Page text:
Harry Winston’s Project Z collection has been around for over a decade now, and the famed jeweler and watch maker has recently shown off the 10th watch in the collection. Dubbed very simply the Harry Winston Project Z10 watch, this watch, like its predecessors, features the use of Zalium and is heavily influenced by engineering and architecture.
If the Harry Winston Project Z is unfamiliar to you, here’s a brief recap. In 2004, Harry Winston embarked on the Project Z collection. The Z refers to Zalium, an exclusive zirconium-based alloy developed by Ron Winston, the son of Harry Winston, who also happened to be a rather gifted chemical engineer who did a lot of work with rocket propellants.
The two biaxial tourbillons each contain 117 parts and every weigh 0.76 g — that is… wait for it… a mind-boggling 0.0065 gram average weight per part in those “whirlwinds.” The equilibrium wheels within the tourbillons are likely at 30 degrees (read more about why that things in this epic hands of this Greubel Forsey Double Balancier) and therefore are ticking away at a relatively feverish 3 Hertz or 21,600 beats per hour. Biaxial means two axes of rotation, and that, in turn, usually means two separate timings. The situation is just the same in the event of the Harry Winston Histoire de Tourbillon 7 either, as the interior cages of this tourbillons create a complete rotation in 45 minutes, whereas the outside pliers come around in 75 seconds, respectively. This dance lasts about 55 hours, once you’ll want to manually re-wind the hand-wound caliber.Focusing on the tourbillons has also simplified the dial and made the watch overall more legible — an accomplishment we appreciate just as much (if not more), as any additional advancements in technical complexity. The dial is that rectangular, softly skeletonized layout in anodized aluminum, with numerals and hands that you can actually read. Given the 50.9millimeter diameter of the enormous, 18k white gold case, the dial should be about exactly the same size as you’d see on a Reverso — so legibility shouldn’t be a problem anymore.ou’ll also notice that while the white gold case was slimmed to a paltry ~51mm in diameter and 17.3mm in thickness the lugs also have been shortened and turned down, probably in an effort to further improve wearability as well.Only twenty portions of this Harry Winston Histoire de Tourbillon 7 will probably be made — ten in a red dial choice, and ten in an anthracite variant, and the jury remains out on whether or not the cost will exceed last year’s version.
He soon realized that the properties of zirconium were ideal for watchmaking. Not only was it extremely resistant to corrosion, it was also hypoallergenic, very strong, and light. Ron then created a special zirconium alloy and named it Zalium. In 2004, the first Harry Winston Project Z watch was launched and this was the beginning of the collection.
Fast forward 12 years and we have the 10th watch in the collection – the Harry Winston Project Z10 watch. Like the rest of the Project Z watches that preceded it, the Harry Winston Project Z10 watch has a case made of Zalium. The case is 42.2mm wide and features a chunky design with very pronounced crown guards. The case is also filled with details, which is impressive considering how hard it is to work with Zalium due to its hardness. It’s harder than stainless steel and even titanium. The Harry Winston Project Z10 watch is also water resistant to 100 meters, which is fitting for its sporty design.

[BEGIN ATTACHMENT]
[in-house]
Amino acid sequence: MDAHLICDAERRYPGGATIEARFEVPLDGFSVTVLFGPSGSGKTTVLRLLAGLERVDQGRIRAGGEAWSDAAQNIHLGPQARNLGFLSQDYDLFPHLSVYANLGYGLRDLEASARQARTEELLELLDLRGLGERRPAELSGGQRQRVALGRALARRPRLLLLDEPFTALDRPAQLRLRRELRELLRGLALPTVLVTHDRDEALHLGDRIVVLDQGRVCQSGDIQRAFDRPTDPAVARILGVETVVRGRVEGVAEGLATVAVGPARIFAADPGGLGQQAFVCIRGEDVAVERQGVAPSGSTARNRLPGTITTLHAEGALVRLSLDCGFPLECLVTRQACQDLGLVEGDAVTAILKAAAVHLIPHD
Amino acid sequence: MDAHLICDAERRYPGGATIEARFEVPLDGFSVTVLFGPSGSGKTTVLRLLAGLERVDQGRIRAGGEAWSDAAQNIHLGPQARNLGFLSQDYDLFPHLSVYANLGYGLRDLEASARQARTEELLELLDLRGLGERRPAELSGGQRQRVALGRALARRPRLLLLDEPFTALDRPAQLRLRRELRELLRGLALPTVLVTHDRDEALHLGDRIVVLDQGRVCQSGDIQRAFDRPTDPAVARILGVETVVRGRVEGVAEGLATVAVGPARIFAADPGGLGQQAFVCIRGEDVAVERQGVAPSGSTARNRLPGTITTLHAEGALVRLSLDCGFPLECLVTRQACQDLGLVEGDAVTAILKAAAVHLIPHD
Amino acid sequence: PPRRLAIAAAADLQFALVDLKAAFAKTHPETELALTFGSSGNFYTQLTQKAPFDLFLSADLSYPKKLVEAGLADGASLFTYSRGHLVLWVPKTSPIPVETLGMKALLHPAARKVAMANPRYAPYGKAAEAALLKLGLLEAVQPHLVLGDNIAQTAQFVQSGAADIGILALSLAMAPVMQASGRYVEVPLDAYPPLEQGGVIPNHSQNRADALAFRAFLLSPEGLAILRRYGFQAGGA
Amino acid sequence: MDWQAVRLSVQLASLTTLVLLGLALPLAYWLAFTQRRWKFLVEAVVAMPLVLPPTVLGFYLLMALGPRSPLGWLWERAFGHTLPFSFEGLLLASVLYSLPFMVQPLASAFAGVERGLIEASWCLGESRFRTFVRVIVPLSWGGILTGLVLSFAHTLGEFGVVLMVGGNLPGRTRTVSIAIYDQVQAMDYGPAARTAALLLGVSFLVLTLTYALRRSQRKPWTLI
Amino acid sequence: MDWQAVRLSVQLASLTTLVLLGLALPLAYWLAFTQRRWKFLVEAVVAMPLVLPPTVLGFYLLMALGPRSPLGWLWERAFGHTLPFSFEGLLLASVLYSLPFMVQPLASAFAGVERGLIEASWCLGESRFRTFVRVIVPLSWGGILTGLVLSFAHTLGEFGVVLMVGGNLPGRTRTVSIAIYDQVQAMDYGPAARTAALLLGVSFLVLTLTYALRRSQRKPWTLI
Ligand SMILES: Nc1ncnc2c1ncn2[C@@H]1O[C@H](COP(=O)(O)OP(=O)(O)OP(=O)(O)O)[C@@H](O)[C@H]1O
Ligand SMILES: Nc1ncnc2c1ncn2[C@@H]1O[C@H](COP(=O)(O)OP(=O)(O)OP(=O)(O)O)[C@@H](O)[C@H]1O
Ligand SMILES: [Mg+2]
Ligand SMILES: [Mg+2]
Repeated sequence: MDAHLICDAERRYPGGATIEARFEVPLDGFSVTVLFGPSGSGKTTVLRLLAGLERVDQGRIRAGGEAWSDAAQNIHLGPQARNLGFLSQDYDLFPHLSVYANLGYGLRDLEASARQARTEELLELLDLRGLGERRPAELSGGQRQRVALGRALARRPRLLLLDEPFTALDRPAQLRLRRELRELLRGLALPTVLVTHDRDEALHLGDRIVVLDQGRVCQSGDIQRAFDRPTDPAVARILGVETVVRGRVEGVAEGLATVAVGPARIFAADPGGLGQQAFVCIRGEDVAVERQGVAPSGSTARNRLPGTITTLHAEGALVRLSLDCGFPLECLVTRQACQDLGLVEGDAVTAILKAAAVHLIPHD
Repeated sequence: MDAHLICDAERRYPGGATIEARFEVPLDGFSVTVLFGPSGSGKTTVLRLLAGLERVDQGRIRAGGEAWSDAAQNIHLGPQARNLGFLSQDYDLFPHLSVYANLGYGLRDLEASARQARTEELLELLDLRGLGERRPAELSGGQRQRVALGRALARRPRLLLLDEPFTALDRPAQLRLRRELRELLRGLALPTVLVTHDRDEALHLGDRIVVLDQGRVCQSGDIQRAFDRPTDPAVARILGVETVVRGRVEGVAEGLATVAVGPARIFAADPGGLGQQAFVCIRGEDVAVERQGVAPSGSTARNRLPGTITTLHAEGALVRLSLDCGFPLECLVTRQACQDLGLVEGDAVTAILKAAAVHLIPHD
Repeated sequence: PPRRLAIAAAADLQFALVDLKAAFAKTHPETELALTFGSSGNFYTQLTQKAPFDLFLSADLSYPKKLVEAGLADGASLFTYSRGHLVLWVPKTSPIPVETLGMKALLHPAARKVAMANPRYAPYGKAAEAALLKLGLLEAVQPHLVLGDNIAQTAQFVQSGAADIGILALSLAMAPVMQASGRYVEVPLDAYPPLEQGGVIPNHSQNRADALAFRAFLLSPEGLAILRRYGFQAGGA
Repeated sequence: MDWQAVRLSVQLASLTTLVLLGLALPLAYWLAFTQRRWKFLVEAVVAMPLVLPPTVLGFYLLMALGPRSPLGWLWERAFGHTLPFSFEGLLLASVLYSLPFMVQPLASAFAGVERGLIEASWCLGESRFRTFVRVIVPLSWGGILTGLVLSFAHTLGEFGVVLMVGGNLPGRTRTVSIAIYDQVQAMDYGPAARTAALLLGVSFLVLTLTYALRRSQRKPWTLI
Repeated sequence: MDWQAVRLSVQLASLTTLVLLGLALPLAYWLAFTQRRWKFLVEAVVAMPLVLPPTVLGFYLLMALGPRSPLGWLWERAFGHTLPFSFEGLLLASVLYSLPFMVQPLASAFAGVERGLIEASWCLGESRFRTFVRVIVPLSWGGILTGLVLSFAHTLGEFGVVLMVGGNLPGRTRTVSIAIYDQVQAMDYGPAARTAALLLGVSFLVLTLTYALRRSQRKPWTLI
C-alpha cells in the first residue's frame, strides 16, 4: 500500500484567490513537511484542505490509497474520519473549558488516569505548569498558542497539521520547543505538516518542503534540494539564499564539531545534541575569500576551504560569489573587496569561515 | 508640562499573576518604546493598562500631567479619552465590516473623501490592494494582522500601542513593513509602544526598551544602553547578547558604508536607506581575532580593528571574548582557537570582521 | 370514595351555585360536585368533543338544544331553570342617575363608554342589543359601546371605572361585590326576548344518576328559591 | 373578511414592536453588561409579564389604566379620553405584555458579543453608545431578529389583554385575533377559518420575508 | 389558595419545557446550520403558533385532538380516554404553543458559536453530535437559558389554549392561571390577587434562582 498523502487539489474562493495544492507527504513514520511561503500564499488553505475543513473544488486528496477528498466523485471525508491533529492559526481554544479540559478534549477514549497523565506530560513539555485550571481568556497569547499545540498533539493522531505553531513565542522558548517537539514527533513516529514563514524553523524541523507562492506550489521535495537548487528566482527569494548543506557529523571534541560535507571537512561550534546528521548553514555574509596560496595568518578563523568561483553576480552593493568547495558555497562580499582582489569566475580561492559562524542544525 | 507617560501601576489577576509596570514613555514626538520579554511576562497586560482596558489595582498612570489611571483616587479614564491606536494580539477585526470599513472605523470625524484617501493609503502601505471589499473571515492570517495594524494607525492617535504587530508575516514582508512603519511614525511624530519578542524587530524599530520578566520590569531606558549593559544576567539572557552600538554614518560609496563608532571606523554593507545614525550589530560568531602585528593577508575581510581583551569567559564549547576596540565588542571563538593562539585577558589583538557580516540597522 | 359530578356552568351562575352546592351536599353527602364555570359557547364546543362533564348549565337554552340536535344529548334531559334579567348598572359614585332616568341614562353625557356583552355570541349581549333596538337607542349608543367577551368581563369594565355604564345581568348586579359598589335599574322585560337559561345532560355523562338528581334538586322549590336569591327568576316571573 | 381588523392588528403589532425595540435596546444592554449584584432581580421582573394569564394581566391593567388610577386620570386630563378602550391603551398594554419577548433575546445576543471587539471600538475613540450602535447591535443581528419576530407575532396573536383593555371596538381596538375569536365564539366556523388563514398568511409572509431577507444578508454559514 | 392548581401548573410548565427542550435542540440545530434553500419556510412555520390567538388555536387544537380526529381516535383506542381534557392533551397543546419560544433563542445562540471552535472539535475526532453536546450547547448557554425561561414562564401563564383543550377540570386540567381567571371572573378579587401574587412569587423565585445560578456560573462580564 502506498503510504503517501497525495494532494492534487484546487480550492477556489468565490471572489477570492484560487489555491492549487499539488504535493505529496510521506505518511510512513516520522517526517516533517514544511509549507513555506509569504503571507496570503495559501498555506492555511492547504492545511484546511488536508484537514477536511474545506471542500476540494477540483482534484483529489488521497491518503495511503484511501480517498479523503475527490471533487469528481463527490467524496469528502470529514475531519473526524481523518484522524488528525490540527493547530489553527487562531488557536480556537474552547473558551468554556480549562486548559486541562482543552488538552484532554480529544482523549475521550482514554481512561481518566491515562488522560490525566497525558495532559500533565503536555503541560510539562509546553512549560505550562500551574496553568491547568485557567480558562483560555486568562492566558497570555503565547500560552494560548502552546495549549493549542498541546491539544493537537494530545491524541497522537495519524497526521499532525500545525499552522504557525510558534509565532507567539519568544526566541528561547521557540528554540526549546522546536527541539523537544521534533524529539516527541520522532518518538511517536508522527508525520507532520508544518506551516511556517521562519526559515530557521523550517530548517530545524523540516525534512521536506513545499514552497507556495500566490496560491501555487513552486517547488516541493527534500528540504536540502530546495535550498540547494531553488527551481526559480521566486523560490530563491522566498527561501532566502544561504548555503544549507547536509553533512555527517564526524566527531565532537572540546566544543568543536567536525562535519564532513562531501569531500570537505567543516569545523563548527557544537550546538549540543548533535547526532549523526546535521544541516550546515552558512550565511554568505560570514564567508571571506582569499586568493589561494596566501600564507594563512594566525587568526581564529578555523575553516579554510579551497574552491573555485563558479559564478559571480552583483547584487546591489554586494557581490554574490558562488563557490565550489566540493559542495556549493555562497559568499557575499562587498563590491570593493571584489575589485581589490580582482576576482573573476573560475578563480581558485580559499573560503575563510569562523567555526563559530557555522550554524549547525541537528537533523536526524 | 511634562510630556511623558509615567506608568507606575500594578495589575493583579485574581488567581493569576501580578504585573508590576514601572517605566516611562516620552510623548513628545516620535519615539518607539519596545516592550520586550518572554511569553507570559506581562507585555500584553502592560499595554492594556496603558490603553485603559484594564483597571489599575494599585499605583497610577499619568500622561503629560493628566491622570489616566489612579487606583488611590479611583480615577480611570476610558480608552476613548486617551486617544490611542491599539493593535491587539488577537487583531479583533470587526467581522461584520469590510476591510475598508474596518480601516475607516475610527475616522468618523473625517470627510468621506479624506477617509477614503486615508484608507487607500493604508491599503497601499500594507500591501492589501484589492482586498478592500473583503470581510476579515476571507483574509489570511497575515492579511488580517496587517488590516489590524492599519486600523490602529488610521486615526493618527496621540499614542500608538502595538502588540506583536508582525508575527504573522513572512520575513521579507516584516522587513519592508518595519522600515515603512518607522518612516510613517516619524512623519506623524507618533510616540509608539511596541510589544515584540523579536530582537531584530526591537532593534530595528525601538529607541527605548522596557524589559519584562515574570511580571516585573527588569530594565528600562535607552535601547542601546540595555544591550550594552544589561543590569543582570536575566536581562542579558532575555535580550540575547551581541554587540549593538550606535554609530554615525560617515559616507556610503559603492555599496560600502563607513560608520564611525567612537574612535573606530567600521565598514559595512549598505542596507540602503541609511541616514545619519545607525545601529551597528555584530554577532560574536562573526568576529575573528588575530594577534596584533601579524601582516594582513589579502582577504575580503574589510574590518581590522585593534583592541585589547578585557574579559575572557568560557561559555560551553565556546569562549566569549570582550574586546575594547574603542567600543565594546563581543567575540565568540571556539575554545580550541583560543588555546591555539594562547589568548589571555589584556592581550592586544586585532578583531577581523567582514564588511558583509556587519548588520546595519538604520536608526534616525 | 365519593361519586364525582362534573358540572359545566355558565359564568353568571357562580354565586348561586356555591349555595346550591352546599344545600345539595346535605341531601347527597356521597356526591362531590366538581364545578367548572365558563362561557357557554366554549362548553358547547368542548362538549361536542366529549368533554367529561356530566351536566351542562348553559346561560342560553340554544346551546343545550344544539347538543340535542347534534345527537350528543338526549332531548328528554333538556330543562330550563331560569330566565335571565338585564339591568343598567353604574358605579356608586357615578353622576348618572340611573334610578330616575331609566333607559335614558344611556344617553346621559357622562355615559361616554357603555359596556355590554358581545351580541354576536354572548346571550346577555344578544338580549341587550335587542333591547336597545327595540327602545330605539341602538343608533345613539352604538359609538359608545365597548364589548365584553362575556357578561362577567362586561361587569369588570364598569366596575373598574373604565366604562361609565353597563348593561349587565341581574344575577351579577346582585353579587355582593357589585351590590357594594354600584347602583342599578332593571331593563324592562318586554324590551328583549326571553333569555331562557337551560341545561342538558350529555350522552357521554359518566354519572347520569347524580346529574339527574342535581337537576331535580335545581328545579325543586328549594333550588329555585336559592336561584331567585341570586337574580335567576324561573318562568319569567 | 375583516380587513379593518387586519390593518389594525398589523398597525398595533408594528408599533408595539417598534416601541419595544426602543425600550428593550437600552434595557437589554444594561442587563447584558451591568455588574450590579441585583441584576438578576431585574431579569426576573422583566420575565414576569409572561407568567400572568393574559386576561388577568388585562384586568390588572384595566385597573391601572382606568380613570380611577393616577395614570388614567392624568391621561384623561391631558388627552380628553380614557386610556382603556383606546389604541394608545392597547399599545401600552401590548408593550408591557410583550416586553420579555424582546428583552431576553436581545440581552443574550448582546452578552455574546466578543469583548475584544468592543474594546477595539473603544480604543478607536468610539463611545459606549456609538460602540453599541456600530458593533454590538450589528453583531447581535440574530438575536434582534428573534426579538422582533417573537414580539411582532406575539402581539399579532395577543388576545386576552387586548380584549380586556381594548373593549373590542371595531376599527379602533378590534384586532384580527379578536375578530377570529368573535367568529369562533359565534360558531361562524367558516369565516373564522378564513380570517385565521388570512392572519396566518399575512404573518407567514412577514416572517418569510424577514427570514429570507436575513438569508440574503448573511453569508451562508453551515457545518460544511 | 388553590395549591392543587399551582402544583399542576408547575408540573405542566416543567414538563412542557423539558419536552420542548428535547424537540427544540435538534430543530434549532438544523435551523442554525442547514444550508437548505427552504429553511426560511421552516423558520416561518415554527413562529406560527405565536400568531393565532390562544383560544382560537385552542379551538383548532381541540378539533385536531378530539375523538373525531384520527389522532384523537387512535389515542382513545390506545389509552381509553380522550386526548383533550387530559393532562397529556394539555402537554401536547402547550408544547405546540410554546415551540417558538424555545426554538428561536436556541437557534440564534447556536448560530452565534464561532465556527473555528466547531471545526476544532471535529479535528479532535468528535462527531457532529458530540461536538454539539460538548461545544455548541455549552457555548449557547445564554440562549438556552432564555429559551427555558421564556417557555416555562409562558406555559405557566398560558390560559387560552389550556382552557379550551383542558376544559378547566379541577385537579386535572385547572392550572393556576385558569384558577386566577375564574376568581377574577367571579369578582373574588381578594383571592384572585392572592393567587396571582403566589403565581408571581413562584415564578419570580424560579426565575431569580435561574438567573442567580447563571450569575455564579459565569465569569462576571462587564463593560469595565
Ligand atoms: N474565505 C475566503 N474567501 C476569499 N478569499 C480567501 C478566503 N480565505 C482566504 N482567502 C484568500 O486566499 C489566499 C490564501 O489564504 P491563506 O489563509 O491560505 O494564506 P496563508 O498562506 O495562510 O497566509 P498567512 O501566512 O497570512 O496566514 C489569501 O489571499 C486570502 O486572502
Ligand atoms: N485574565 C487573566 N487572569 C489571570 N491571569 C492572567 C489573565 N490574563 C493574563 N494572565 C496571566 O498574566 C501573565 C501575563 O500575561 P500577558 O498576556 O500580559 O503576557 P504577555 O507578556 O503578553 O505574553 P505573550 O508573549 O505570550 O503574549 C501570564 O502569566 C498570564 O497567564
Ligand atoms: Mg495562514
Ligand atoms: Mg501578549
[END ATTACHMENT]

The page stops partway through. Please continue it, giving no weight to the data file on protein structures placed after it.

The Harry Winston Project Z10 features an off-center main dial that consists of a black grid with a black satin-finished chapter ring and rhodium hour markers. Elsewhere, there are more grids and lattices rendered in blue anodized aluminum that adorn the dial, and it draws you to its two retrograde displays. At four o’clock is a retrograde day display, while at the opposite side at 8 o’clock is a retrograde seconds display. Finally, at 6 o’clock there’s a date display.
According to the brand, the inspiration behind the Harry Winston Project Z10 watch comes from the iconic Manhattan Bridge, which is appropriate, considering the brand is headquartered in New York. This also explains the grid and latticework that adorns the dial.
The movement is Harry Winston’s automatic caliber HW3305. It’s made up of 312 components, beats at 28,800bph, features a silicon balance spring, and a power reserve of 65 hours. It also has an 18k gold skeletonized rotor, circular Côtes de Genève on the bridges, and snailing on the plate.
What’s also interesting about the watch is the strap. Harry Winston calls it a “dual strap” and it is a blend of blue alligator and rubber. Rubber is used to line the back of the alligator strap and that should increase the wearing comfort. The strap is also marked with a shuriken motif.
The Harry Winston Project Z10 is a much welcomed new addition to one of the more interesting collections from Harry Winston. And although it isn’t quite as complicated nor as flamboyant as its forebears, its simpler design has allowed it to be more legible and also practical. The Harry Winston Project Z10 watch will be limited to just 300 pieces, and it is priced at $22,100. harrywinston.com